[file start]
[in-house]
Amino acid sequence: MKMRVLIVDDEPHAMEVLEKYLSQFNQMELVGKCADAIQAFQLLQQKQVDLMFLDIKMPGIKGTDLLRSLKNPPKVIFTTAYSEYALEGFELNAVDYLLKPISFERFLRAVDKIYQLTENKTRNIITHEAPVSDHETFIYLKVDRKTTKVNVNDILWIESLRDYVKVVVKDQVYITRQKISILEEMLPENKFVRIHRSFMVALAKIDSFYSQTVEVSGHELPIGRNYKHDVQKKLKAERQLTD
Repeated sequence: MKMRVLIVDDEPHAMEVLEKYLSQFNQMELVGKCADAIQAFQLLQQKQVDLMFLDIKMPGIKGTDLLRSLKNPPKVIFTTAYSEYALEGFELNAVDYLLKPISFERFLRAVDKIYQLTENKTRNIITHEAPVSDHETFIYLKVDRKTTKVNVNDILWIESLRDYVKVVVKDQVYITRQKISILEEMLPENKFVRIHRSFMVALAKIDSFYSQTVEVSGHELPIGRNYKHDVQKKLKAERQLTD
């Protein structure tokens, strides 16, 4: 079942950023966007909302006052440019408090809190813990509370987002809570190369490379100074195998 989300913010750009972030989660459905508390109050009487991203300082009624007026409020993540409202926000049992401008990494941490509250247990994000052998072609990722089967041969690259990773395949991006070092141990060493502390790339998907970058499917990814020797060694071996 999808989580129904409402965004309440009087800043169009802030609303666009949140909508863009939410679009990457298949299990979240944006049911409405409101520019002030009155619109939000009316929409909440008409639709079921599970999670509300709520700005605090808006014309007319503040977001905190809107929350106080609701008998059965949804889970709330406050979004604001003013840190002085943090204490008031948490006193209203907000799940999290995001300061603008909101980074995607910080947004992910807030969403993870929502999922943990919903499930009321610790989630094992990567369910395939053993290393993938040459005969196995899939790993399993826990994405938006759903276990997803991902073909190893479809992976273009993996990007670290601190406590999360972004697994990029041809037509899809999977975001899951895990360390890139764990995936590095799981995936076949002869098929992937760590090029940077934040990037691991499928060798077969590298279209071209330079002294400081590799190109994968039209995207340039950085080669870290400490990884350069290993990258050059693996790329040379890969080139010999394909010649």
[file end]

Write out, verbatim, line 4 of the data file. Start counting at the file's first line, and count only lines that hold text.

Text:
């Protein structure tokens, strides 16, 4: 079942950023966007909302006052440019408090809190813990509370987002809570190369490379100074195998 989300913010750009972030989660459905508390109050009487991203300082009624007026409020993540409202926000049992401008990494941490509250247990994000052998072609990722089967041969690259990773395949991006070092141990060493502390790339998907970058499917990814020797060694071996 999808989580129904409402965004309440009087800043169009802030609303666009949140909508863009939410679009990457298949299990979240944006049911409405409101520019002030009155619109939000009316929409909440008409639709079921599970999670509300709520700005605090808006014309007319503040977001905190809107929350106080609701008998059965949804889970709330406050979004604001003013840190002085943090204490008031948490006193209203907000799940999290995001300061603008909101980074995607910080947004992910807030969403993870929502999922943990919903499930009321610790989630094992990567369910395939053993290393993938040459005969196995899939790993399993826990994405938006759903276990997803991902073909190893479809992976273009993996990007670290601190406590999360972004697994990029041809037509899809999977975001899951895990360390890139764990995936590095799981995936076949002869098929992937760590090029940077934040990037691991499928060798077969590298279209071209330079002294400081590799190109994968039209995207340039950085080669870290400490990884350069290993990258050059693996790329040379890969080139010999394909010649």